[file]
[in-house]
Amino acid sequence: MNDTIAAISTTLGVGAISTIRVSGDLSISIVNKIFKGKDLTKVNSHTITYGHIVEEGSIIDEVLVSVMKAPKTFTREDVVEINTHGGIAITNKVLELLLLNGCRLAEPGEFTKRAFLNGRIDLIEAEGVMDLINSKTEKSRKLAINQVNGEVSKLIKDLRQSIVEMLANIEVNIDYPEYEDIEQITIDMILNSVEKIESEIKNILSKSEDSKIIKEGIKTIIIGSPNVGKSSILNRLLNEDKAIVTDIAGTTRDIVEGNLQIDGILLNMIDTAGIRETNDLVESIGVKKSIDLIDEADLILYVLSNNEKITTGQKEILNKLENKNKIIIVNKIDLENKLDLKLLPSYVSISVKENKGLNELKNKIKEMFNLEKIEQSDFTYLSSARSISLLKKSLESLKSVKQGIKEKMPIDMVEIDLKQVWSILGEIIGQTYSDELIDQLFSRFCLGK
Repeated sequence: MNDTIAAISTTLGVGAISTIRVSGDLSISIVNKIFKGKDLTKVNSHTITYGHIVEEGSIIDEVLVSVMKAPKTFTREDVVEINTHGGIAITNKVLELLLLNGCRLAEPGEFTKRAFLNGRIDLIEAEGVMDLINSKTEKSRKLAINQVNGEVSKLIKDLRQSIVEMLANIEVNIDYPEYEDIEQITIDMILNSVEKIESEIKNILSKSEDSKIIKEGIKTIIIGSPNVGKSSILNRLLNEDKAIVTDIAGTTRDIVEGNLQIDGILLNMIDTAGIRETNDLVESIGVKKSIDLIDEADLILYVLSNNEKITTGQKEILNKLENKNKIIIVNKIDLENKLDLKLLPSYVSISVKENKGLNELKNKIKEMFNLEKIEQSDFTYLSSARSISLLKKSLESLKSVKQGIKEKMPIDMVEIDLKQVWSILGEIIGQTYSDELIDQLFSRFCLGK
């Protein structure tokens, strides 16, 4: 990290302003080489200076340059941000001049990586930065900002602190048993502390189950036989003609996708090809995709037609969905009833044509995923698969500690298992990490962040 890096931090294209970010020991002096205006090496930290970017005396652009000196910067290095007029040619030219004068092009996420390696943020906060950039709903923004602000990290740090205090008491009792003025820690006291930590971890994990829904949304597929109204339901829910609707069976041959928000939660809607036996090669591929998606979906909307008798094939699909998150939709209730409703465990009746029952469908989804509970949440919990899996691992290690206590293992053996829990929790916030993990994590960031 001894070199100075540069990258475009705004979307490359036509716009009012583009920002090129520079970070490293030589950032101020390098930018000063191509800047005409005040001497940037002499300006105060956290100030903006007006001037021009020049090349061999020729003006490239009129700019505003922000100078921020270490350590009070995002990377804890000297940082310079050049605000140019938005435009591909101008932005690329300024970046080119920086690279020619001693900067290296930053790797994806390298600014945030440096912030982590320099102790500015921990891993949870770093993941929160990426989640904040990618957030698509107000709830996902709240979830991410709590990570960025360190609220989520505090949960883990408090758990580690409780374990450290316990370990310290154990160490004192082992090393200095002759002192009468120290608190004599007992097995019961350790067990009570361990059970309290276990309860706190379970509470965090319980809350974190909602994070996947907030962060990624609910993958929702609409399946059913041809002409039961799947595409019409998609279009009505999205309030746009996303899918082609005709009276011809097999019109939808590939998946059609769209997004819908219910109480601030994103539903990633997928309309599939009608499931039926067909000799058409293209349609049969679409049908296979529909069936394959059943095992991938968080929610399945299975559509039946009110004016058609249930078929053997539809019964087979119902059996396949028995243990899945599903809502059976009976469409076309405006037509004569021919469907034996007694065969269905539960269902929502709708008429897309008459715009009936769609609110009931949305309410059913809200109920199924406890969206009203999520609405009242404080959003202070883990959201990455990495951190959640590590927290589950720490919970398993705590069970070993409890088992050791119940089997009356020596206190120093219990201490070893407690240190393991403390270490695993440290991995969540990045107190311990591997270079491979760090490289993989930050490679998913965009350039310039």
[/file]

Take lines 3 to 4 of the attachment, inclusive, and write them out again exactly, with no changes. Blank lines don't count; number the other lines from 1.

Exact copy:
Repeated sequence: MNDTIAAISTTLGVGAISTIRVSGDLSISIVNKIFKGKDLTKVNSHTITYGHIVEEGSIIDEVLVSVMKAPKTFTREDVVEINTHGGIAITNKVLELLLLNGCRLAEPGEFTKRAFLNGRIDLIEAEGVMDLINSKTEKSRKLAINQVNGEVSKLIKDLRQSIVEMLANIEVNIDYPEYEDIEQITIDMILNSVEKIESEIKNILSKSEDSKIIKEGIKTIIIGSPNVGKSSILNRLLNEDKAIVTDIAGTTRDIVEGNLQIDGILLNMIDTAGIRETNDLVESIGVKKSIDLIDEADLILYVLSNNEKITTGQKEILNKLENKNKIIIVNKIDLENKLDLKLLPSYVSISVKENKGLNELKNKIKEMFNLEKIEQSDFTYLSSARSISLLKKSLESLKSVKQGIKEKMPIDMVEIDLKQVWSILGEIIGQTYSDELIDQLFSRFCLGK
């Protein structure tokens, strides 16, 4: 990290302003080489200076340059941000001049990586930065900002602190048993502390189950036989003609996708090809995709037609969905009833044509995923698969500690298992990490962040 890096931090294209970010020991002096205006090496930290970017005396652009000196910067290095007029040619030219004068092009996420390696943020906060950039709903923004602000990290740090205090008491009792003025820690006291930590971890994990829904949304597929109204339901829910609707069976041959928000939660809607036996090669591929998606979906909307008798094939699909998150939709209730409703465990009746029952469908989804509970949440919990899996691992290690206590293992053996829990929790916030993990994590960031 001894070199100075540069990258475009705004979307490359036509716009009012583009920002090129520079970070490293030589950032101020390098930018000063191509800047005409005040001497940037002499300006105060956290100030903006007006001037021009020049090349061999020729003006490239009129700019505003922000100078921020270490350590009070995002990377804890000297940082310079050049605000140019938005435009591909101008932005690329300024970046080119920086690279020619001693900067290296930053790797994806390298600014945030440096912030982590320099102790500015921990891993949870770093993941929160990426989640904040990618957030698509107000709830996902709240979830991410709590990570960025360190609220989520505090949960883990408090758990580690409780374990450290316990370990310290154990160490004192082992090393200095002759002192009468120290608190004599007992097995019961350790067990009570361990059970309290276990309860706190379970509470965090319980809350974190909602994070996947907030962060990624609910993958929702609409399946059913041809002409039961799947595409019409998609279009009505999205309030746009996303899918082609005709009276011809097999019109939808590939998946059609769209997004819908219910109480601030994103539903990633997928309309599939009608499931039926067909000799058409293209349609049969679409049908296979529909069936394959059943095992991938968080929610399945299975559509039946009110004016058609249930078929053997539809019964087979119902059996396949028995243990899945599903809502059976009976469409076309405006037509004569021919469907034996007694065969269905539960269902929502709708008429897309008459715009009936769609609110009931949305309410059913809200109920199924406890969206009203999520609405009242404080959003202070883990959201990455990495951190959640590590927290589950720490919970398993705590069970070993409890088992050791119940089997009356020596206190120093219990201490070893407690240190393991403390270490695993440290991995969540990045107190311990591997270079491979760090490289993989930050490679998913965009350039310039």